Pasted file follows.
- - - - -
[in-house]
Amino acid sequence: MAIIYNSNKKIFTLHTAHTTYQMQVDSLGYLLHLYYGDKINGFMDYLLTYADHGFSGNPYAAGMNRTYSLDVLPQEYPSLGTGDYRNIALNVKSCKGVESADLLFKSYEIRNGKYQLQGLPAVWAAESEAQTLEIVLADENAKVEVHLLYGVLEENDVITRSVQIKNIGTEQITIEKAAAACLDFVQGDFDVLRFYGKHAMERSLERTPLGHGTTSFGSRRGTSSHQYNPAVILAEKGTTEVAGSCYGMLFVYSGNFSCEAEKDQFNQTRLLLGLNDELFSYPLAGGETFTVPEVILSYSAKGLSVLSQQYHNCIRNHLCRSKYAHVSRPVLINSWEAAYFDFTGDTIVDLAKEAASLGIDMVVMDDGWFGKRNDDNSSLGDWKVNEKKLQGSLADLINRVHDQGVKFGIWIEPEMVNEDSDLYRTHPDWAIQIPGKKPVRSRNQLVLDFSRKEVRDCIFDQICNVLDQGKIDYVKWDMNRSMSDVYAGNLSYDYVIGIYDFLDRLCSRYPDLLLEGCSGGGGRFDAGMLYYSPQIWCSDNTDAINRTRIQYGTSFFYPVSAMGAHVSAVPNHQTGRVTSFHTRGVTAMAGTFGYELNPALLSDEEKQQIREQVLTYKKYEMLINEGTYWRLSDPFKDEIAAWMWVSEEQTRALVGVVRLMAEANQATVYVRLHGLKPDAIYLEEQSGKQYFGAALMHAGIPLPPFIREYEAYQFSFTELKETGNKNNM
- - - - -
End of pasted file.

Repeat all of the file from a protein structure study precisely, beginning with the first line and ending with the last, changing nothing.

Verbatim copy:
[in-house]
Amino acid sequence: MAIIYNSNKKIFTLHTAHTTYQMQVDSLGYLLHLYYGDKINGFMDYLLTYADHGFSGNPYAAGMNRTYSLDVLPQEYPSLGTGDYRNIALNVKSCKGVESADLLFKSYEIRNGKYQLQGLPAVWAAESEAQTLEIVLADENAKVEVHLLYGVLEENDVITRSVQIKNIGTEQITIEKAAAACLDFVQGDFDVLRFYGKHAMERSLERTPLGHGTTSFGSRRGTSSHQYNPAVILAEKGTTEVAGSCYGMLFVYSGNFSCEAEKDQFNQTRLLLGLNDELFSYPLAGGETFTVPEVILSYSAKGLSVLSQQYHNCIRNHLCRSKYAHVSRPVLINSWEAAYFDFTGDTIVDLAKEAASLGIDMVVMDDGWFGKRNDDNSSLGDWKVNEKKLQGSLADLINRVHDQGVKFGIWIEPEMVNEDSDLYRTHPDWAIQIPGKKPVRSRNQLVLDFSRKEVRDCIFDQICNVLDQGKIDYVKWDMNRSMSDVYAGNLSYDYVIGIYDFLDRLCSRYPDLLLEGCSGGGGRFDAGMLYYSPQIWCSDNTDAINRTRIQYGTSFFYPVSAMGAHVSAVPNHQTGRVTSFHTRGVTAMAGTFGYELNPALLSDEEKQQIREQVLTYKKYEMLINEGTYWRLSDPFKDEIAAWMWVSEEQTRALVGVVRLMAEANQATVYVRLHGLKPDAIYLEEQSGKQYFGAALMHAGIPLPPFIREYEAYQFSFTELKETGNKNNM